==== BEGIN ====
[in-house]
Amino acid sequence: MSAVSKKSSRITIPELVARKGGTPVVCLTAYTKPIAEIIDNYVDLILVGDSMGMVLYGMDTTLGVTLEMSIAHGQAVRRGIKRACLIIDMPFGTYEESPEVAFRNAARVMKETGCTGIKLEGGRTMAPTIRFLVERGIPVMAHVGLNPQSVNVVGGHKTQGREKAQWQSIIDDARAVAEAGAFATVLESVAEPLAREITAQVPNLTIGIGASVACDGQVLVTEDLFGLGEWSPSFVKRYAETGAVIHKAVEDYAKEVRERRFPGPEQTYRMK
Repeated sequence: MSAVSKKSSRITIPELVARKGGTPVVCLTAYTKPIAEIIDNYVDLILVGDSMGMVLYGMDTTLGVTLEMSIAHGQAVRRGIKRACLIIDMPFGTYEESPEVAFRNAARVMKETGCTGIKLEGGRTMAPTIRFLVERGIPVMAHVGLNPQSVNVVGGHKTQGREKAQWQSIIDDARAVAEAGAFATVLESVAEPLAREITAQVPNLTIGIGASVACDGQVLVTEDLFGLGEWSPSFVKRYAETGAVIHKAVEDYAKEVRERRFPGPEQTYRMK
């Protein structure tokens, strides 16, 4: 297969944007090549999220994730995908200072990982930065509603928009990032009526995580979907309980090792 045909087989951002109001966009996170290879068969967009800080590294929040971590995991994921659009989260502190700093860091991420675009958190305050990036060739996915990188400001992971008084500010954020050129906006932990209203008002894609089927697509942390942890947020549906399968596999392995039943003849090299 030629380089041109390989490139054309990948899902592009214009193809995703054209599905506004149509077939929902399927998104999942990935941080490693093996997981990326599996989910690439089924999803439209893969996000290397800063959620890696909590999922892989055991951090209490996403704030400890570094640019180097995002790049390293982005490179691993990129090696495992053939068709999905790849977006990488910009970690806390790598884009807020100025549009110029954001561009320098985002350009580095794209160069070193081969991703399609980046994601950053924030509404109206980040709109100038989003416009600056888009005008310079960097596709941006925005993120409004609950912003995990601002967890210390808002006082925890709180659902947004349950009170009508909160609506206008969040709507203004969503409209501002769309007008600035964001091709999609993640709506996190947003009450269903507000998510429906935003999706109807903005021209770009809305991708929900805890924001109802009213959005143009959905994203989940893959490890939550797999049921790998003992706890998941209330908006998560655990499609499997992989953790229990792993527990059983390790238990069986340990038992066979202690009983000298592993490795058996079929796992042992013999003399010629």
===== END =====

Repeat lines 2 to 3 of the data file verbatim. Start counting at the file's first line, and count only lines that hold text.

Amino acid sequence: MSAVSKKSSRITIPELVARKGGTPVVCLTAYTKPIAEIIDNYVDLILVGDSMGMVLYGMDTTLGVTLEMSIAHGQAVRRGIKRACLIIDMPFGTYEESPEVAFRNAARVMKETGCTGIKLEGGRTMAPTIRFLVERGIPVMAHVGLNPQSVNVVGGHKTQGREKAQWQSIIDDARAVAEAGAFATVLESVAEPLAREITAQVPNLTIGIGASVACDGQVLVTEDLFGLGEWSPSFVKRYAETGAVIHKAVEDYAKEVRERRFPGPEQTYRMK
Repeated sequence: MSAVSKKSSRITIPELVARKGGTPVVCLTAYTKPIAEIIDNYVDLILVGDSMGMVLYGMDTTLGVTLEMSIAHGQAVRRGIKRACLIIDMPFGTYEESPEVAFRNAARVMKETGCTGIKLEGGRTMAPTIRFLVERGIPVMAHVGLNPQSVNVVGGHKTQGREKAQWQSIIDDARAVAEAGAFATVLESVAEPLAREITAQVPNLTIGIGASVACDGQVLVTEDLFGLGEWSPSFVKRYAETGAVIHKAVEDYAKEVRERRFPGPEQTYRMK